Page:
Nicola MacDonald

New Zealand Environmental Hero of the Year

2024

Environmental

New Zealand Environmental Hero of the Year

Te Toa Taiao o te Tau

Environmental

NOMINATIONS OPEN WEDNESDAY 24 JULY

The people ensuring the future of our environment. These are the ones who have made a remarkable contribution to restoring our environment and/or protecting our unique species.

To be eligible for this award, the nominee must have taken tangible action with proven impact towards protecting and restoring nature and the natural environment in Aotearoa.

 

Nominators should consider talking about the following areas in their nomination:

  • THE NOMINEE: Describe the person you are nominating and what they’ve done to inspire you over the past year to nominate them as the 2024 Ministry for the Environment New Zealand Environmental Hero of the Year Te Toa Taiao o te Tau.
  • PURPOSE: How does the environment benefit from the mahi, contribution, or influence of this person – and how?
  • COMMITMENT: Describe the commitment of time, risks, and challenges overcome to create an impact to this point (this may still be ongoing). What have they done that has gone above and beyond to show leadership, creativity/innovation, and create change?
  • PROVEN IMPACT: How has this person clearly demonstrated a positive impact to the environment* (particularly over the last 12-months)? How has this been measured?
  • LONG-TERM IMPACT: If known, how does the nominee plan to grow and/or adapt their work, contribution, or influence in the future? How would winning this award impact this person/group and the work that they are doing?

* What do we mean by positive impact to the environment? A nominee may be working towards reducing the impacts of: Climate change, air and water pollution, water scarcity, food insecurity, deforestation, rising sea levels, loss of species and habitat biodiversity, or loss of indigenous environmental knowledge and traditions. Or working in protection and restoration such as driving social change for the benefit of the environment, restoring lands and waterways or pest management.

 

Conditions of Entry

Nicola MacDonald

Nicola MacDonald ( Ngāti Wai, Te Rarawa, and Taranaki) is a practitioner of kaitiakitanga who believes in walking her talk – hikoi te korero. A dedicated conservationist, she led the deployment of the world’s largest shellfish bed restoration (150 tonnes of mussels) in Te Moananui-ā-Toi/The Hauraki Gulf, has participated in and planted over over 350,000 trees in the Mahurangi to combat the impacts of climate change, and is a co-researcher on mātauranga Māori methods to use natural fibres replacing plastic ropes used for mussel spat. Nicola’s drive to tackle issues head on attracts people to join her in combating threats to te taiao/the environment, particularly her leadership in facing the invasion of the exotic caulerpa weed where she enlisted experts from California to help address this issue. Currently, she is a member of several governance bodies including the Māori Women’s Welfare League and the climate change platform Oho Mauri Trust. Nicola is also Chair of the Auckland Conservation Board, and Pou Taiao (representing the 19 mana whenua of Tāmaki Makaurau) and she is co-chair of the Hauraki Gulf Forum. Her approach embodies the essence of kaitiakitanga – safeguarding our environment for future generations. Grounded in te ao Māori, Nicola’s leadership consistently demonstrates her dedication to tangata whenua and maintaining the balance between our cultural heritage and the natural world.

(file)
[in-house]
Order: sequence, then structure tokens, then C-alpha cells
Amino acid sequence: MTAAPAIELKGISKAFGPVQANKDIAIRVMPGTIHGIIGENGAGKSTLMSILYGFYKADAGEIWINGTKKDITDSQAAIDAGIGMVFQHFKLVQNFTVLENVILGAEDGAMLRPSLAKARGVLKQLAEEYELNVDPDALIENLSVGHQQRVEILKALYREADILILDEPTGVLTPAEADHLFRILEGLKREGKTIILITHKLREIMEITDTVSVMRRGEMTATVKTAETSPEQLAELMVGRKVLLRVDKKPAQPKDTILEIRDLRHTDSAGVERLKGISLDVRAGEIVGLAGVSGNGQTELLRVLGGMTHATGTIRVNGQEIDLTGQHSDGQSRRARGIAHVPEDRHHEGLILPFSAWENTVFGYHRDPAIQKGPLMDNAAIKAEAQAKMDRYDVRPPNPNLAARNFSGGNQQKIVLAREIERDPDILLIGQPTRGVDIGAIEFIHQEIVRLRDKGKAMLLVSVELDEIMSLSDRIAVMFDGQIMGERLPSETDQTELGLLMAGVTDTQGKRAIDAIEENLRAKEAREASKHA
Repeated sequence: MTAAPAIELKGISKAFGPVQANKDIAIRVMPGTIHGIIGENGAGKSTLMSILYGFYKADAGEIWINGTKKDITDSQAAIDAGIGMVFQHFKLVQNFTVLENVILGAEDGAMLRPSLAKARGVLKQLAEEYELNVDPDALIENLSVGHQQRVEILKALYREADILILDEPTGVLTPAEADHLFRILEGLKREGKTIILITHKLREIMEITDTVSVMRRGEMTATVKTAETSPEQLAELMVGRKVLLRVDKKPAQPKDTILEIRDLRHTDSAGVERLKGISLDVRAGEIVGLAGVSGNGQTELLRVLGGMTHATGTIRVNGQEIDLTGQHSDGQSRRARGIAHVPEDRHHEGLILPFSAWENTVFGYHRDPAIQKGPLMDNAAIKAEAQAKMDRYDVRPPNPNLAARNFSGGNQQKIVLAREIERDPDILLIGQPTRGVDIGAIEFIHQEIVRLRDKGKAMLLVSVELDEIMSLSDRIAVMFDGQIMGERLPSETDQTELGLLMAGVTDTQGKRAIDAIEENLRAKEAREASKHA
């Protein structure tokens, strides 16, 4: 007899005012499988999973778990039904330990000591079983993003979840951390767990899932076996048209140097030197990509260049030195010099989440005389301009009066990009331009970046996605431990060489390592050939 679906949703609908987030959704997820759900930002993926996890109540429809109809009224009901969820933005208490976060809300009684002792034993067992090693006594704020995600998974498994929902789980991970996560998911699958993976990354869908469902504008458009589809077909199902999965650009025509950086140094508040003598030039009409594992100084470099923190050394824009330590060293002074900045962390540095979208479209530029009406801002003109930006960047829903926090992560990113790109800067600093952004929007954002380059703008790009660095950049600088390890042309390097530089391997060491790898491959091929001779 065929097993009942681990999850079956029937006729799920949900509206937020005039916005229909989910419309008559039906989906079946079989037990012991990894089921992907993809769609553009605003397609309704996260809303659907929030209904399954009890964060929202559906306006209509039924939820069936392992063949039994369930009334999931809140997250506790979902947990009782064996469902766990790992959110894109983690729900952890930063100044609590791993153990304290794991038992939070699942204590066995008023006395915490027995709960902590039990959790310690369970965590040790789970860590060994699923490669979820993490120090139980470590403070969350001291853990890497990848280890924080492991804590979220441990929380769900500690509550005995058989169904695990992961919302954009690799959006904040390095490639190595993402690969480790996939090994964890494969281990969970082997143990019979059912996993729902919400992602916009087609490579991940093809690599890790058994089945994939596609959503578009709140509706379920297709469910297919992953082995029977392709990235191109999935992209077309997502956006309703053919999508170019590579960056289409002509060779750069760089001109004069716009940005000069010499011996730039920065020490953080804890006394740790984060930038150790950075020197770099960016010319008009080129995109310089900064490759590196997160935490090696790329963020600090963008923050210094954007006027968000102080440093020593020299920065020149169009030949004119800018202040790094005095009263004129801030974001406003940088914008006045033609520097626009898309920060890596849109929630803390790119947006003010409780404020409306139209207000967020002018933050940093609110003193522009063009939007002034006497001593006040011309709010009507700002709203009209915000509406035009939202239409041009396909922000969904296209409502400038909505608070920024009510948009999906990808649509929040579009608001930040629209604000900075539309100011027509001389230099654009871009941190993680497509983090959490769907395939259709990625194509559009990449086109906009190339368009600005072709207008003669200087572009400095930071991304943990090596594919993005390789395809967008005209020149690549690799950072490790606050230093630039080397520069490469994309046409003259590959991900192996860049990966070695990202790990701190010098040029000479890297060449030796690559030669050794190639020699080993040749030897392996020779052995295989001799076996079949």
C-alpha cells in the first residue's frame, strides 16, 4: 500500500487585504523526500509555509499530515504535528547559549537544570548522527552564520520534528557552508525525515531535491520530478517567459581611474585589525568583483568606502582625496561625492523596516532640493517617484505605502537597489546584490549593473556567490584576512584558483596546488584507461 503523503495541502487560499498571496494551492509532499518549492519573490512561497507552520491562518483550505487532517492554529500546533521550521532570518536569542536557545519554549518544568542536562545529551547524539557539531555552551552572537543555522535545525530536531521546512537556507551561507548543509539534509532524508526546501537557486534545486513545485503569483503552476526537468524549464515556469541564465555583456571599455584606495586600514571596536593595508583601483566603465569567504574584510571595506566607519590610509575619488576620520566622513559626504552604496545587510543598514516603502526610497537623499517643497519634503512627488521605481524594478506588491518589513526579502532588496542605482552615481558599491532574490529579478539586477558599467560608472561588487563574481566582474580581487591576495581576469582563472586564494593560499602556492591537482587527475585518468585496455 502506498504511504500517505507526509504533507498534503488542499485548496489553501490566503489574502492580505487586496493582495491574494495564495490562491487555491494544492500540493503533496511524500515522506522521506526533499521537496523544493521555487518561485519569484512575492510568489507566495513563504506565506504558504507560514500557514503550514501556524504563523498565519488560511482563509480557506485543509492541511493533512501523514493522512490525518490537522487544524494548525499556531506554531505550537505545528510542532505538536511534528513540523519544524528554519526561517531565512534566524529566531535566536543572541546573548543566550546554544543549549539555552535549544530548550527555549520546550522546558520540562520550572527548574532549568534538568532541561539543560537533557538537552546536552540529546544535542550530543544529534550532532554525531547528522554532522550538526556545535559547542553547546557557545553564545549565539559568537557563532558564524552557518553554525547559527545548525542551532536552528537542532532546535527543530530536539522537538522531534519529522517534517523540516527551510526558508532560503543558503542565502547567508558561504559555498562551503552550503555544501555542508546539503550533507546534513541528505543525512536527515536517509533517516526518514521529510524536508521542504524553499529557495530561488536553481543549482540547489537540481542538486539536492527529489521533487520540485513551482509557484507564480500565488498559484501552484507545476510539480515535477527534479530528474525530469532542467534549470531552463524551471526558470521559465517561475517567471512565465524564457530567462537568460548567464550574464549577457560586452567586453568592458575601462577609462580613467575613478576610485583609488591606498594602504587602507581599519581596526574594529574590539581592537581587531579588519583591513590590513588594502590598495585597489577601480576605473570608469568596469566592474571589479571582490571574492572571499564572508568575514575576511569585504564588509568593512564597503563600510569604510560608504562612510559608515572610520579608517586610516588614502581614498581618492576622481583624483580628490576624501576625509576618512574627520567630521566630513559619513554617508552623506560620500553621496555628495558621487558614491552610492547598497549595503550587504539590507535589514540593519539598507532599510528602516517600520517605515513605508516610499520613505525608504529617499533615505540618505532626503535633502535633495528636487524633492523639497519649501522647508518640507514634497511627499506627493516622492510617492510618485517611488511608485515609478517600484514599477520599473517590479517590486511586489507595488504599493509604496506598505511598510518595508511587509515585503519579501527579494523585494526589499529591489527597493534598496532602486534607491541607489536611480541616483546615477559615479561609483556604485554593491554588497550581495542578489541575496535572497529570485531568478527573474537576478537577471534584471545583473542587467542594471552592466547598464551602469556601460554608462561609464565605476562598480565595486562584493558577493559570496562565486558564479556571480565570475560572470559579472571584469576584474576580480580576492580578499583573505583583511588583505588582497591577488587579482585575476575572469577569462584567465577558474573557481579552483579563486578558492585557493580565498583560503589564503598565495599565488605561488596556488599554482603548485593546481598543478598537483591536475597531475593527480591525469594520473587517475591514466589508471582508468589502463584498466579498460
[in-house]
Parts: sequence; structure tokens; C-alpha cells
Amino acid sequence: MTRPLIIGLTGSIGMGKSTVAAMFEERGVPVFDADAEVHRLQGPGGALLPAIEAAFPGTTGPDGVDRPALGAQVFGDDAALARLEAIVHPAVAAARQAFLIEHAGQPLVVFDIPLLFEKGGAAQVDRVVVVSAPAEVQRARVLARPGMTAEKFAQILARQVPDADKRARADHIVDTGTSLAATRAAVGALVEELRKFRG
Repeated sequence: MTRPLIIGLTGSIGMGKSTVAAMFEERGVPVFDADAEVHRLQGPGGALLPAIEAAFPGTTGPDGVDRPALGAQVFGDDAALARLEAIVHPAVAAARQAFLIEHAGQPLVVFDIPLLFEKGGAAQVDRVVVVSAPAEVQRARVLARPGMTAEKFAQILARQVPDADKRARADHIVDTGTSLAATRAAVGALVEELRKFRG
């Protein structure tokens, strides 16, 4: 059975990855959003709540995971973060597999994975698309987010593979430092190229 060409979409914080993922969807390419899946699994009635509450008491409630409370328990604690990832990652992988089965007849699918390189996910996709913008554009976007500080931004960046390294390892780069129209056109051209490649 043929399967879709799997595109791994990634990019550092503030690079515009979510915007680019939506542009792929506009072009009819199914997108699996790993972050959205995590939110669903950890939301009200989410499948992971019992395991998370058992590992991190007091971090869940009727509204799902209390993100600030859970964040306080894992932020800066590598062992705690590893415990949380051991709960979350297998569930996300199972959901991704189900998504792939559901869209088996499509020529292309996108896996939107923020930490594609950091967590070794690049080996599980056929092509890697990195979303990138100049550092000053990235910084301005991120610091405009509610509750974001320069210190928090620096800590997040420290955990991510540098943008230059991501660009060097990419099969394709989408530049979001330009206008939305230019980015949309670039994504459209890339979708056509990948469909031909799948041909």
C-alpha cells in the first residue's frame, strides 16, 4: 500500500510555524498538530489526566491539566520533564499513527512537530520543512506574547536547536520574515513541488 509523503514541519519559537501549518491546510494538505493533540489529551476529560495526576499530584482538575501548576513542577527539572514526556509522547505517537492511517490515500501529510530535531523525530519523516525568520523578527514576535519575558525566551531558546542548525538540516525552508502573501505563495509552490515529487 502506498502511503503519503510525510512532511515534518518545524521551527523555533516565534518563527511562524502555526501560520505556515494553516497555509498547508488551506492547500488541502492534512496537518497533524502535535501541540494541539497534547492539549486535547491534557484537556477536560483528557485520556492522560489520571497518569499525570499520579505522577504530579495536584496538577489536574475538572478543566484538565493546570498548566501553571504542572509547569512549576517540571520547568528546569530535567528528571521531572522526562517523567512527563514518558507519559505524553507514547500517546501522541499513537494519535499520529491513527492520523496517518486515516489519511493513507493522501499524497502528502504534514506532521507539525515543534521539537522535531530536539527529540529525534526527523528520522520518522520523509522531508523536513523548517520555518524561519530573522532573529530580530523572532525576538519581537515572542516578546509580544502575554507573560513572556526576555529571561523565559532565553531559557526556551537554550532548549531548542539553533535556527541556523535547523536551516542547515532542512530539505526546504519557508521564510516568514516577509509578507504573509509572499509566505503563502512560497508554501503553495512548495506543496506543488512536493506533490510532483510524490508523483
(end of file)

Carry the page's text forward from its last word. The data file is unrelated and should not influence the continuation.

Previous

winners

Nicola MacDonald

2024

Camden Howitt

2023

Charmaine Bailie

2022

Championing

New Zealand Environmental Hero of the Year

James Palmer

Chief Executive, Ministry for the Environment Te Tumu Whakarae mō te Taiao

"The Ministry for the Environment is honoured to celebrate these environmental heroes for their outstanding contributions to restoring and protecting our unique environment. Behind the scenes our heroes have spent decades supporting projects across Aotearoa to ensure our beautiful moana, whenua and native plants, birds and animals can thrive. It’s thanks to the mahi of these incredible New Zealanders that we are one step closer to creating a flourishing environment for future generations to enjoy."

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